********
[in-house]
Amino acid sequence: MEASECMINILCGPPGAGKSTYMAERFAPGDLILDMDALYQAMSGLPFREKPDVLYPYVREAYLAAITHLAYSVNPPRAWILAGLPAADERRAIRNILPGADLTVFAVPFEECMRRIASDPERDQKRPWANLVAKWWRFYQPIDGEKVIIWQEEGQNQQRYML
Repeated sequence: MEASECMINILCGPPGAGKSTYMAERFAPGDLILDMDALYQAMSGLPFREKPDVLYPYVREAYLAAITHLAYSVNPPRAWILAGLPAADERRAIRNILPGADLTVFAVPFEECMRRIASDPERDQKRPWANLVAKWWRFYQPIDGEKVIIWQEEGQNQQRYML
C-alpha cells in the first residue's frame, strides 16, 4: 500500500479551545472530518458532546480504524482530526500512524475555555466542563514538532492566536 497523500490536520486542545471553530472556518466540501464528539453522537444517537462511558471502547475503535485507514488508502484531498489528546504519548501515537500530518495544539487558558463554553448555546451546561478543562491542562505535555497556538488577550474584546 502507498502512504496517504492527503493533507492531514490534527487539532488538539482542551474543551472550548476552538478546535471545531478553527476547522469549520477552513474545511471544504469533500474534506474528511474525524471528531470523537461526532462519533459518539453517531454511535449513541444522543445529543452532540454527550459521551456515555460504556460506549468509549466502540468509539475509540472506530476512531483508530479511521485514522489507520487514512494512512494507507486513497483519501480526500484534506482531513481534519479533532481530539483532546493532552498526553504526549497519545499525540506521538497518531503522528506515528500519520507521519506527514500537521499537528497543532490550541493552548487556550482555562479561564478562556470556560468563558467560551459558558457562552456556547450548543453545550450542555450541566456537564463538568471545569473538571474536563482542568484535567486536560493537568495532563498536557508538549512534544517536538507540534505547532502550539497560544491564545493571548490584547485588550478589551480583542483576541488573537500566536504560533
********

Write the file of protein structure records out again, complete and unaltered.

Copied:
[in-house]
Amino acid sequence: MEASECMINILCGPPGAGKSTYMAERFAPGDLILDMDALYQAMSGLPFREKPDVLYPYVREAYLAAITHLAYSVNPPRAWILAGLPAADERRAIRNILPGADLTVFAVPFEECMRRIASDPERDQKRPWANLVAKWWRFYQPIDGEKVIIWQEEGQNQQRYML
Repeated sequence: MEASECMINILCGPPGAGKSTYMAERFAPGDLILDMDALYQAMSGLPFREKPDVLYPYVREAYLAAITHLAYSVNPPRAWILAGLPAADERRAIRNILPGADLTVFAVPFEECMRRIASDPERDQKRPWANLVAKWWRFYQPIDGEKVIIWQEEGQNQQRYML
C-alpha cells in the first residue's frame, strides 16, 4: 500500500479551545472530518458532546480504524482530526500512524475555555466542563514538532492566536 497523500490536520486542545471553530472556518466540501464528539453522537444517537462511558471502547475503535485507514488508502484531498489528546504519548501515537500530518495544539487558558463554553448555546451546561478543562491542562505535555497556538488577550474584546 502507498502512504496517504492527503493533507492531514490534527487539532488538539482542551474543551472550548476552538478546535471545531478553527476547522469549520477552513474545511471544504469533500474534506474528511474525524471528531470523537461526532462519533459518539453517531454511535449513541444522543445529543452532540454527550459521551456515555460504556460506549468509549466502540468509539475509540472506530476512531483508530479511521485514522489507520487514512494512512494507507486513497483519501480526500484534506482531513481534519479533532481530539483532546493532552498526553504526549497519545499525540506521538497518531503522528506515528500519520507521519506527514500537521499537528497543532490550541493552548487556550482555562479561564478562556470556560468563558467560551459558558457562552456556547450548543453545550450542555450541566456537564463538568471545569473538571474536563482542568484535567486536560493537568495532563498536557508538549512534544517536538507540534505547532502550539497560544491564545493571548490584547485588550478589551480583542483576541488573537500566536504560533